A final digital prototype was created after changes were made based on the findings of the evaluative study. A final report was also generated for the client going in more in-depth on the research project and design solution*.

* Report not publicly available for privacy reasons

Feature 1: Accomidation Submssion Form

One of the features of the Zoom extension is that it allows users to fill-out an accommodation forms before the user enters the telehealth appointment. This allows the user to let the provider aware of any accommodations necessary for the appointment. The form also has a text-box where users can type in any additional information they feel is pertinent as well.

A video showing the accomodation form design of the telehealth application

Feature 2: Improved User Interface

A second feature of the Zoom extension is an improved user interface (UI). The extension increases the main participant’s video camera size by having the pinned participant is placed on the top and users can scroll horizontally to view other participants. The UI also utilizes popovers instead of transitioning to a new screen so that the pinned user is always visible which in this case is the interpreter.

A video showing the improved UI design aspects of the telehealth application

Feature 3: Easy Accommodation Change

A third feature of the Zoom extension is that it allows for users to easily edit any accommodations they wish to change. Users can quickly access the ‘participants’ or ‘more’ tab to access edit or request accommodations where a pop-up shows up allowing users to quickly submit the necessary changes or additions to accommodations and let the provider know.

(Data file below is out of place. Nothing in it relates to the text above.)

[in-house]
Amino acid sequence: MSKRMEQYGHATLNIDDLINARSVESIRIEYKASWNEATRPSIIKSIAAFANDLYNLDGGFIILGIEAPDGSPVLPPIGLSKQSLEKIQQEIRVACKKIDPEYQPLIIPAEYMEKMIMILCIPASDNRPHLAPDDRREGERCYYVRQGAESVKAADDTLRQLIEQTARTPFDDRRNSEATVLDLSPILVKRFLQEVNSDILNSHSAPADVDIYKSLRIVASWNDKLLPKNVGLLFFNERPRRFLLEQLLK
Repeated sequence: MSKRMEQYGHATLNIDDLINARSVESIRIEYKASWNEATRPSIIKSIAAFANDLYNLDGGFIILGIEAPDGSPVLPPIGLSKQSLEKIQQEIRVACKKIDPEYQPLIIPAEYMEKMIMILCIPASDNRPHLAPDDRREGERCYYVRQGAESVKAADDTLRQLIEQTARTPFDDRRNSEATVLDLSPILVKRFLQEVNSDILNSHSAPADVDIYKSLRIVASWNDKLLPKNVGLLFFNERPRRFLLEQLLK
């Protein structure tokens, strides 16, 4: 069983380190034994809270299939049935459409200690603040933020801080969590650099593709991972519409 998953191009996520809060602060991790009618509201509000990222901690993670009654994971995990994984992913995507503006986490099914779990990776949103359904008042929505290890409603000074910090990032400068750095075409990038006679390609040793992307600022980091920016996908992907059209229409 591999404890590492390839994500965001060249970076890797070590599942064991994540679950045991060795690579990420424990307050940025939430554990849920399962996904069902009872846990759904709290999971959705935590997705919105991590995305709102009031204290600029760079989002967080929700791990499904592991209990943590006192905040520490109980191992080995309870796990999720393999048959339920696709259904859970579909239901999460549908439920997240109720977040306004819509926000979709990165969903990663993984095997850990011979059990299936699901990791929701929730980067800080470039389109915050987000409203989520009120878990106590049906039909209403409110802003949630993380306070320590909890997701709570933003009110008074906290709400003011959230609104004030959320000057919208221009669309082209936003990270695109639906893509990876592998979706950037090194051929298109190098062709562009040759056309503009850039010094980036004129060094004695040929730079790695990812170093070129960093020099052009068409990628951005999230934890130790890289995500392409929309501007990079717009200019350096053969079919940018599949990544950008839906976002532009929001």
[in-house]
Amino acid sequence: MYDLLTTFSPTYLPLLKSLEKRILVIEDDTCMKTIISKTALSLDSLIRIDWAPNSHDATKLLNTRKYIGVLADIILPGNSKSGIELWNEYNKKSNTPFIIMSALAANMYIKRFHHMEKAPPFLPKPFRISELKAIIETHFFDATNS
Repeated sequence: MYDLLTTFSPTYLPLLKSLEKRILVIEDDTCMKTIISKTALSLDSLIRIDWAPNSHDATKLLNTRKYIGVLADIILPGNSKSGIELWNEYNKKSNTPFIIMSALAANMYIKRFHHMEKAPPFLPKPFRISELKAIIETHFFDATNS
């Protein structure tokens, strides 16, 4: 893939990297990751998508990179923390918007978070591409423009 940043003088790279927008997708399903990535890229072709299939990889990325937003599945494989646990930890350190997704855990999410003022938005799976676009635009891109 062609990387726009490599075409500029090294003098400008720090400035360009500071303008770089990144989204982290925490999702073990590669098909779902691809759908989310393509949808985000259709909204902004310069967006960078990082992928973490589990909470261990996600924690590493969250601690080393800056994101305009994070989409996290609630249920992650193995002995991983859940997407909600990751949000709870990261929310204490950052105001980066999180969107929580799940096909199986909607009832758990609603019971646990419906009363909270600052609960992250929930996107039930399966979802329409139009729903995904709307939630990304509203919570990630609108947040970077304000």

A video showing how users can re-access and edit the accomodation form.

Feature 4:Body Chart

A fourth feature of the Zoom extension is an interactive body chart which helps some users communicate their health needs. Users can access the body chart in the ‘more’ tab and tap on the body part pertinent for the healthcare provider to know. Users can also tap multiple times on the same area to also let the provider know the degree of pain being experienced as well.

A video showing how users can access the body-chart to communicate with their health team.

Feature 5: "Baton" mode

The fifth feature is a ‘baton’ mode where users in a low internet connectivity situation can take turns turning on & off the video cameras. When a user is recieving information, their video camera is off while the health professional's & interpreter's camera are on. When a user is sending information, their video camera is on while the health professional's & interpreter's camera are off.

A video demonstration the baton mode in low-connectivity situations.

This would help reduce the bandwidth necessary for the call since they’re less videos on at the same time, improving the quality of the video call in a low-connectivity/bandwidth situation and/or scenario.

@sonny-kim 2024